Leading Black Illinois Lawmakers Call For Nearly 3-Year Halt To Hospital Closures

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In December, protesters gathered outside Loyola University Health Center to object to the closing of Mercy Hospital. As a result of Mercy's attempts to close its doors, the Illinois Legislative Black Caucus is supporting legislation that calls for a moratorium on hospital closures until Dec. 31, 2023. Manuel Martinez / WBEZ
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In December, protesters gathered outside Loyola University Health Center to object to the closing of Mercy Hospital. As a result of Mercy's attempts to close its doors, the Illinois Legislative Black Caucus is supporting legislation that calls for a moratorium on hospital closures until Dec. 31, 2023. Manuel Martinez / WBEZ

Leading Black Illinois Lawmakers Call For Nearly 3-Year Halt To Hospital Closures

Some Illinois lawmakers want to halt hospital closures for about three years, as historic Mercy Hospital on Chicago’s Near South Side tries to shut its doors.

The Illinois Legislative Black Caucus is behind the proposed legislation calling for a hospital closure moratorium until Dec. 31, 2023. The majority of Mercy’s patients are Black, and during the COVID-19 pandemic, Black and Latino Chicagoans have been disproportionately hit the hardest by the virus.

“Trinity Health argued that this closure would have no impact on health access but failed to understand the community’s needs,” according to the proposed legislation, referring to Mercy’s parent health system. “Closure of Mercy Hospital would only serve to create a health access desert and exacerbate existing health disparities.”

The proposed moratorium is part of a wide ranging piece of legislation to address racial inequities in health care. Besides the hospital closure moratorium, the bill also calls for setting aside at least $50 million a year for certain so-called safety net hospitals to preserve or beef up obstetric services, with the goal of reducing infant mortality rates. On the South Side, there are few places for women to give birth as hospitals have closed, or stopped delivering babies over the years. If Mercy closes, that’s one less option for pregnant women.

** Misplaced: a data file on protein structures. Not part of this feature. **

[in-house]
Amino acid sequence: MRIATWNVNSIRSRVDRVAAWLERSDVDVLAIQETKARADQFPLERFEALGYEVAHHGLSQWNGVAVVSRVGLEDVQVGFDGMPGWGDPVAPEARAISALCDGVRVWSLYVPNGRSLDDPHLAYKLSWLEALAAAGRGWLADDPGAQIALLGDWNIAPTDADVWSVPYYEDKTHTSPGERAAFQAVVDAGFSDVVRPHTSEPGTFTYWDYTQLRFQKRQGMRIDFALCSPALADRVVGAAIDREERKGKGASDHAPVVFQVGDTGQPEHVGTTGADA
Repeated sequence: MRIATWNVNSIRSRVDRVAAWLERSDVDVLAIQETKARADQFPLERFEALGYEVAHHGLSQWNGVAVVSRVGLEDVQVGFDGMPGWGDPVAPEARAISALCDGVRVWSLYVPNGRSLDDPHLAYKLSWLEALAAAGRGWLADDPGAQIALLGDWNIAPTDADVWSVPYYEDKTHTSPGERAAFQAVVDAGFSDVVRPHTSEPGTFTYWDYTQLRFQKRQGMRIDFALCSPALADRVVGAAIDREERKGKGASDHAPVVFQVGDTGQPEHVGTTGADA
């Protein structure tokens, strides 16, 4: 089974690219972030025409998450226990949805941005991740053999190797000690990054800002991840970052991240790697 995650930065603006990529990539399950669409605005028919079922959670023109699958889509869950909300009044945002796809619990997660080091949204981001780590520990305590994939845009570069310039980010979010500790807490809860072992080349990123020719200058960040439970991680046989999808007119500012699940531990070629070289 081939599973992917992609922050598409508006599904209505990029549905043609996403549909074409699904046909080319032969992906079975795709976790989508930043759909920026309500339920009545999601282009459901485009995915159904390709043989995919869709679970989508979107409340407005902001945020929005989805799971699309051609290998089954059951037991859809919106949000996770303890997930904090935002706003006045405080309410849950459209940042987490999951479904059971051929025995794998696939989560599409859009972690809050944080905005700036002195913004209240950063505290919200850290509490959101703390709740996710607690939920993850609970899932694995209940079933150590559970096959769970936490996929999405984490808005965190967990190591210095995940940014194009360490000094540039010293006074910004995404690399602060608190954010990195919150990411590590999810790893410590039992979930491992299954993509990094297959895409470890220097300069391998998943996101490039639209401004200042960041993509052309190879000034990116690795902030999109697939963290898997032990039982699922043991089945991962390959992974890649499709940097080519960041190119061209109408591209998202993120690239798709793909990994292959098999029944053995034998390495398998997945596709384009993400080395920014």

The bill also would require training for nurses on implicit bias when they renew their licenses, and dementia training for state adult protective services employees.

The leading co-sponsors of the legislation did not return messages to comment.

The proposed legislation comes as Mercy in Bronzeville works to wind down business. Illinois regulators last month unanimously rejected Mercy’s plans to close, fearing that it would hurt access for patients. Mercy treats mainly low-income and elderly patients. The hospital has one of the busiest emergency departments in Chicago, and it’s a major training ground for physicians.

Mercy argues that the hospital has been losing money and patients for years. As a safety net hospital, just over 40% of Mercy’s revenue comes from patients who have government-funded Medicaid health insurance, which is for people who are low-income and disabled, the most recent state records show. That insurance doesn’t fully reimburse hospitals for how much it costs to treat patients.

Mercy wants plans to close the hospital and its group of outpatient clinics by the end of May. Instead, Mercy would open a new big outpatient center on the South Side that would offer diagnostic testing, like a MRI, as well as connect patients with doctors at community clinics.

In a statement, a Mercy hospital spokeswoman said: “We continue to believe the best path forward for patients on the South Side is not a freeze of the status quo, but a bold move toward transformation that strengthens the entire network of safety net hospitals.”

There’s a public hearing on Tuesday about the proposed outpatient center.

It’s not clear how lawmakers could force hospitals to stay open, without, for example, giving them money to operate. There also could be patient safety issues if hospitals don’t have enough workers to treat patients, as nurses and doctors leave for new jobs.

Mercy has one more chance to convince regulators to allow the hospital to close. If not, the hospital could pursue closure in court.

Kristen Schorsch covers public health on WBEZ’s government and politics desk. Follow her @kschorsch.